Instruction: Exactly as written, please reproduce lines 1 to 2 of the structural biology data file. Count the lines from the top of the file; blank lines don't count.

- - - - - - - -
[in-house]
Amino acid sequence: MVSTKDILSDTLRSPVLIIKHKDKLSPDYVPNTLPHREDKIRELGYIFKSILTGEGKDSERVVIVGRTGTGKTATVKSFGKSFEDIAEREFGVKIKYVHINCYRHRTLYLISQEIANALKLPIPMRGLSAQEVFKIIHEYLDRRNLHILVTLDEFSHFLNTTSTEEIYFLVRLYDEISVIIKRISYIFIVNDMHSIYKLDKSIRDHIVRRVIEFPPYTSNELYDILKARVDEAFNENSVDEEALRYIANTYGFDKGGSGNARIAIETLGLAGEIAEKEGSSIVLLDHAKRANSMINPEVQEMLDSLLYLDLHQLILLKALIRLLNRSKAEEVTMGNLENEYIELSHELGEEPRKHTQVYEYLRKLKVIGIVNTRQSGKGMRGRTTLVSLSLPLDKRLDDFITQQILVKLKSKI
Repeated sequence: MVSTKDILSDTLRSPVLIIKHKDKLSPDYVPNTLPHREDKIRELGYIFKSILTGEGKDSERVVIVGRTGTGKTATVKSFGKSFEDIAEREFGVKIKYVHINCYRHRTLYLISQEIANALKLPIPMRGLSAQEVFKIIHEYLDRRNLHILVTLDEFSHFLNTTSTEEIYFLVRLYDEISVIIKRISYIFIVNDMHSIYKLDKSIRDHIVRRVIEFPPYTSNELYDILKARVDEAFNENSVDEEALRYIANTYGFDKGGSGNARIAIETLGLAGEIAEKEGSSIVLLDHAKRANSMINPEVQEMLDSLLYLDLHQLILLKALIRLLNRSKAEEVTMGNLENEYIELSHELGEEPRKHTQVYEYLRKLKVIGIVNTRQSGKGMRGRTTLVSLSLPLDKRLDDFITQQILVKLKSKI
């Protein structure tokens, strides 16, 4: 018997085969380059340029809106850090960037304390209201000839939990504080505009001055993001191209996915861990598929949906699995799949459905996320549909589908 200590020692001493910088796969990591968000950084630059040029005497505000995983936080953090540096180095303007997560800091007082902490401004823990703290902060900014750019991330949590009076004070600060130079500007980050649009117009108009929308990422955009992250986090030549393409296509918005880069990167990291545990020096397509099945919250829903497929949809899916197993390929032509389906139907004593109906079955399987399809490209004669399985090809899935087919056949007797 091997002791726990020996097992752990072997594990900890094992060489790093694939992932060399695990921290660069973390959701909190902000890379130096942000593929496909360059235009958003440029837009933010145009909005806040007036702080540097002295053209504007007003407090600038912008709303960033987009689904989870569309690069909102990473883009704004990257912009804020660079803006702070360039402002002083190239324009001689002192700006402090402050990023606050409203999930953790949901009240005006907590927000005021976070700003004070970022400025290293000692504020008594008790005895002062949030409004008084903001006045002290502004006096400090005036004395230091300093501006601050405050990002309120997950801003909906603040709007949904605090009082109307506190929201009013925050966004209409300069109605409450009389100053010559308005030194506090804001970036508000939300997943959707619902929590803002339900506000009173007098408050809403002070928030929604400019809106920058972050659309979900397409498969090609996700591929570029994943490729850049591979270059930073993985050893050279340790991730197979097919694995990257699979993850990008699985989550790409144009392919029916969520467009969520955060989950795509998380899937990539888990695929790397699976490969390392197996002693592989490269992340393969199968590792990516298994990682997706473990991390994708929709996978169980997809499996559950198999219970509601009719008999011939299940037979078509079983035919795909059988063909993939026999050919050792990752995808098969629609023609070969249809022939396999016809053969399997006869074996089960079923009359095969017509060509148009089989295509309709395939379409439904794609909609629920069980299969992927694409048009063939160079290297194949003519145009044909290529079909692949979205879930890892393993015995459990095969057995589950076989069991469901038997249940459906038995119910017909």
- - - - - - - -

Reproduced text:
[in-house]
Amino acid sequence: MVSTKDILSDTLRSPVLIIKHKDKLSPDYVPNTLPHREDKIRELGYIFKSILTGEGKDSERVVIVGRTGTGKTATVKSFGKSFEDIAEREFGVKIKYVHINCYRHRTLYLISQEIANALKLPIPMRGLSAQEVFKIIHEYLDRRNLHILVTLDEFSHFLNTTSTEEIYFLVRLYDEISVIIKRISYIFIVNDMHSIYKLDKSIRDHIVRRVIEFPPYTSNELYDILKARVDEAFNENSVDEEALRYIANTYGFDKGGSGNARIAIETLGLAGEIAEKEGSSIVLLDHAKRANSMINPEVQEMLDSLLYLDLHQLILLKALIRLLNRSKAEEVTMGNLENEYIELSHELGEEPRKHTQVYEYLRKLKVIGIVNTRQSGKGMRGRTTLVSLSLPLDKRLDDFITQQILVKLKSKI